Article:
Flowers:

Green, small, male and female flowers separate.
Ovary - Stigma almost stalkless, brush like.
Sepals - Female flower, 4, less than 1 mm long, 2 outer sepals smaller with a long stinging hair on their back. 2 inner sepals egg shaped, hairy on the outside edges, usually with a single outside stinging hair, or with sparse still hairs, enlarged to 2 mm long in fruit.
Male flower, 1-1.5 mm diameter, 4 equal sepals, concave, joined at the base.
Petals - None.
Stamens - of male flowers, 4, opposite the sepals.
Anthers -

Fruit:

Nut enclosed in persistent sepals. Flattened. Egg shaped 2 x 1.5 mm.

Seeds:

Small nut. Yellow to grey green. Shiny. Somewhat triangular pyramid in shape. About 2 mm long. Tip pointed. Edges smooth, flattish. Base flat to indented. Surface shiny.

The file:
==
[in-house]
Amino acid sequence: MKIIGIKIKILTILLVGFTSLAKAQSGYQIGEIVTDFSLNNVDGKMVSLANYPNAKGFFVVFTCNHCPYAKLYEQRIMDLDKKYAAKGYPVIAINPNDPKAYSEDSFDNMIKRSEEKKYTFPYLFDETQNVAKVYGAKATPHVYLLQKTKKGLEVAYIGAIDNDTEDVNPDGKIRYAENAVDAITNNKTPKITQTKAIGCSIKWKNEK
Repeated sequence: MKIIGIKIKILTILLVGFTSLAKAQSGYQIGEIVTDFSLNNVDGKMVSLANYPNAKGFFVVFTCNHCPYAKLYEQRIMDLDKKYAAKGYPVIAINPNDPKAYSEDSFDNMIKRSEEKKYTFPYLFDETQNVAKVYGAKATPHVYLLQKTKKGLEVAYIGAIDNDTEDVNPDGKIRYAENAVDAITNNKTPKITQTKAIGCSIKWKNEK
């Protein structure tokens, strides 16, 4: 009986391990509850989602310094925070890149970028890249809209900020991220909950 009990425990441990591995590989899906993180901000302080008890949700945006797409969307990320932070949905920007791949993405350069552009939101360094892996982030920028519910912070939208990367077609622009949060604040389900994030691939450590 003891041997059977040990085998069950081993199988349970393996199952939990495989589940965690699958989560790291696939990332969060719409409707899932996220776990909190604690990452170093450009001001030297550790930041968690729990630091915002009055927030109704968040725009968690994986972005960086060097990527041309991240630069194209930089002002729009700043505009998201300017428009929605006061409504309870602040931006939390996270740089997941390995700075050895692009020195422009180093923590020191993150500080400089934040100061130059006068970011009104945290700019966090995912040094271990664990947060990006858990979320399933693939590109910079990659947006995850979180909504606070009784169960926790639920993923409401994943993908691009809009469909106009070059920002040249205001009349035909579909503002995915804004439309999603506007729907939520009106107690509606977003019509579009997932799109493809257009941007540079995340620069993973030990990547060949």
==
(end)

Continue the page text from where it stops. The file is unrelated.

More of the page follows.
Roots:

Key Characters:

Annual herb.
Leaves opposite, thin, regularly toothed, broad-ovate, 3-7 nerved from base with stinging hairs.
Stipules 1-2 mm long.
Flowers with sepals only.
Flowers in clustered axillary spikes.
Sepals 4.
Stamens 4
Adapted from J.M. Black, N.T. Burbidge and B.L. Rye.

Biology:

Life cycle:

Annual. Germinates from autumn to spring. Flowers from July to December.

Physiology:

Reproduction:

By seed.

Flowering times:

Spring to early summer in western NSW.
July to December in SA.
July to October in Perth.
Winter to spring in WA.

Seed Biology and Germination:

Vegetative Propagules:

None.

Hybrids:

Allelopathy:

Population Dynamics and Dispersal:

Spread by seed.

Origin and History:

North Africa. Eurasia. Almost cosmopolitan.

Distribution:

ACT, NSW, NT, QLD, SA, TAS, VIC, WA.

Courtesy Australia's Virtual Herbarium.

Habitats:

Shaded areas or heavily grazed pastures.

Climate:

Tolerant of a wide range of environments.

Soil: